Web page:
I spoke a couple of weeks ago about some of the potential pitfalls in character naming and when writing my novel, Chasing Shadows, this was a topic I dealt with almost daily. As a fantasy book with fantasy characters, I felt it was only appropriate to use fantasy names. No one is going to take a grim reaper seriously if his name is Derek, I thought. But this brought me a whole bunch of new challenges.
I wanted to use names that sounded appropriate for an otherworldly creature but I still had to make sure that they were pronounceable and easy to memorise. One option would have been to make up names; that certainly would have made them unique. But it was very important to me that these characters had some relevance to the real world and so the solution I eventually decided on was to use names of real death Gods from myths, legends and ancient religions and to model the appearance and nature of the character after their namesake.
At first, it seemed that the naming problem had been solved. After finding a few good sources on personifications of death, all I needed to do was to pick one from the list and go with it. Turns out, it wasn’t as easy as that. Some of the most interesting figures I found had names that were insanely long or would require you to tie your tongue in a knot just to come close to the right pronunciation. Take Mahakala, the secondary aspect of Shiva in ancient Tibetan religion. I thought this name was beautiful when I heard it said aloud but for a reader who is seeing it on the page for the first time, it’s a little overwhelming. Many people, on seeing a name like this, will just skim over it every time it appears without ever bothering to figure out the correct reading. Same goes for Quetzalcoatl, Kulkulcan and Mictlantecuhtli (all from Central America, if you were interested).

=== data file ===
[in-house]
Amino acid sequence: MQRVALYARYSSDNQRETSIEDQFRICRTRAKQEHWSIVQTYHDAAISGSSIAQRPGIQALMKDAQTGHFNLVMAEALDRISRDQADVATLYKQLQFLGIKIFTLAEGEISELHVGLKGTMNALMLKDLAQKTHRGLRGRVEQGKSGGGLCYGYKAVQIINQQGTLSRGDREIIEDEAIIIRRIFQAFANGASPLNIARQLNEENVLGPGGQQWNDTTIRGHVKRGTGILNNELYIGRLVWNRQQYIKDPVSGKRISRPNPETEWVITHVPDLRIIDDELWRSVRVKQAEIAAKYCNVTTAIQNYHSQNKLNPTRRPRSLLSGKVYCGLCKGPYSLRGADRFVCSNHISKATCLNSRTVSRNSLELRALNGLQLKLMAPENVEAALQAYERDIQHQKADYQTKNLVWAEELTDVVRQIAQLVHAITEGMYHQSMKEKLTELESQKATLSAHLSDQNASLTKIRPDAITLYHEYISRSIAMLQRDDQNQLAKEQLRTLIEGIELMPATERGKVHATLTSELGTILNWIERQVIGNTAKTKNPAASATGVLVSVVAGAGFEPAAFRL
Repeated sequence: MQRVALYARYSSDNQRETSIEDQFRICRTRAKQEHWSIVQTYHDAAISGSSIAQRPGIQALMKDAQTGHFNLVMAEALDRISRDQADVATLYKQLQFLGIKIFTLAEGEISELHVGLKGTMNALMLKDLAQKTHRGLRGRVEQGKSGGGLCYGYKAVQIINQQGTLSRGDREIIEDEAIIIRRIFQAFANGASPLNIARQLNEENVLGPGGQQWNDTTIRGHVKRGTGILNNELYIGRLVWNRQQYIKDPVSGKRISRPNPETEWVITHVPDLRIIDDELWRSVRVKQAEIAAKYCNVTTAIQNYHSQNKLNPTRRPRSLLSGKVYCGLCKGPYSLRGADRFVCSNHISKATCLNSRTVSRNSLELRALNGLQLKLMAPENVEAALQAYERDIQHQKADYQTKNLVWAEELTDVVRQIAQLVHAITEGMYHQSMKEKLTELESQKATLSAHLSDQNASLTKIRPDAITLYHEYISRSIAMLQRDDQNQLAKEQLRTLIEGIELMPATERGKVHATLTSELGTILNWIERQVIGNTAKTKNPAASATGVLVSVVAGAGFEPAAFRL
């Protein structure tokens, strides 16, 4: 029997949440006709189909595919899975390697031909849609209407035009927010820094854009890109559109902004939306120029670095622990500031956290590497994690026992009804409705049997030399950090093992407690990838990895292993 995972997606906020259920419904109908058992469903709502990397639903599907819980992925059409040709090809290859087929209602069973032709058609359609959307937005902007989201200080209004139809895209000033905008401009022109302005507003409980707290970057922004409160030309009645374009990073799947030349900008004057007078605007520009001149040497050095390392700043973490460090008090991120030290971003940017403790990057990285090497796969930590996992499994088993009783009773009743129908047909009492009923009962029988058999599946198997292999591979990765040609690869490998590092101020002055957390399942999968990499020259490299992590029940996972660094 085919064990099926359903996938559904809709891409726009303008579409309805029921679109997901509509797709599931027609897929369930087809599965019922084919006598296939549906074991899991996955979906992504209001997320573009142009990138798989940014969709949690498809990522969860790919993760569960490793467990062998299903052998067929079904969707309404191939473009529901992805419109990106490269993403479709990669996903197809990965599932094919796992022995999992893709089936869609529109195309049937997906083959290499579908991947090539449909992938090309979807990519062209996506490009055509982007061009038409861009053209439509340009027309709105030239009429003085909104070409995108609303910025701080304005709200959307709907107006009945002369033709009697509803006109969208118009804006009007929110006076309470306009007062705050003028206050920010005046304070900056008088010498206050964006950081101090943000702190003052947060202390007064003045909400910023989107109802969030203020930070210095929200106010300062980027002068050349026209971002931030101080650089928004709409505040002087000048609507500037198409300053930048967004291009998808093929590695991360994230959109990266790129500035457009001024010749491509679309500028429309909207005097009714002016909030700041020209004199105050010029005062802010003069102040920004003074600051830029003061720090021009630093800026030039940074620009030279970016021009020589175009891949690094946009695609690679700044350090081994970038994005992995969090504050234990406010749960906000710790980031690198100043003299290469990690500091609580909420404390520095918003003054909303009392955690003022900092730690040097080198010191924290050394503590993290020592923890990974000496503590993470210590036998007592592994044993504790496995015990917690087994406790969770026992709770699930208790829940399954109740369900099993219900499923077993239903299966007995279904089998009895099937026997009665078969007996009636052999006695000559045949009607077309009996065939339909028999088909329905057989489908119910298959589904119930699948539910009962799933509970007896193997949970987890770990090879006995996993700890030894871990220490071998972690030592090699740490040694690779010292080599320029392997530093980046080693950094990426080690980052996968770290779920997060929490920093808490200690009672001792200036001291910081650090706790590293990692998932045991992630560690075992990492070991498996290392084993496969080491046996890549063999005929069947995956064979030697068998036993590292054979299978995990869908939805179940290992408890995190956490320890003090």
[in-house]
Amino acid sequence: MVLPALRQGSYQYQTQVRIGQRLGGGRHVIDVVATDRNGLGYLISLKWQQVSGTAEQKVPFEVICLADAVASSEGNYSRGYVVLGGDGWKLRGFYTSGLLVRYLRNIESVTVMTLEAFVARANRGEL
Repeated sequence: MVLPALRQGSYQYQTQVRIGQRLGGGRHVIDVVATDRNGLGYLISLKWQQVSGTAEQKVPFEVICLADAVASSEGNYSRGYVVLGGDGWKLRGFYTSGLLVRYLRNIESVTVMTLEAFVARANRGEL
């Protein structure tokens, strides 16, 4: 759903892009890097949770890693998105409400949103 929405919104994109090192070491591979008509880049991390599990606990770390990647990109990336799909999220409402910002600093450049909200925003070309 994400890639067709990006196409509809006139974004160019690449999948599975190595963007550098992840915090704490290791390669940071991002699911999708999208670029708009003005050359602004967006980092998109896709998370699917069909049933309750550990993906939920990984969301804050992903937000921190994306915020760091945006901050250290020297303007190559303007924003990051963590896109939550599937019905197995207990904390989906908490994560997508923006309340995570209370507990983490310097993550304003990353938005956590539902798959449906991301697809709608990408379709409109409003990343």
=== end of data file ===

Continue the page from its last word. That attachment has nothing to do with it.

For some Gods, I was able to find alternative, and more reasonable names. For example, Ereshkigal from Ancient Sumaria was sometimes referred to as Irkalla or Irkallia. Much more pronounceable and still suitable for the fantasy genre. For others, I was forced to limit myself and narrow down the list of possibilities based on the names I felt readers could quickly figure out. It was a shame to eliminate some of them but it’s better to do that than to leave readers peering in frustration at a row of consonants that seem impossible to decipher in any language.
Have any of you encountered similar problems when naming your characters?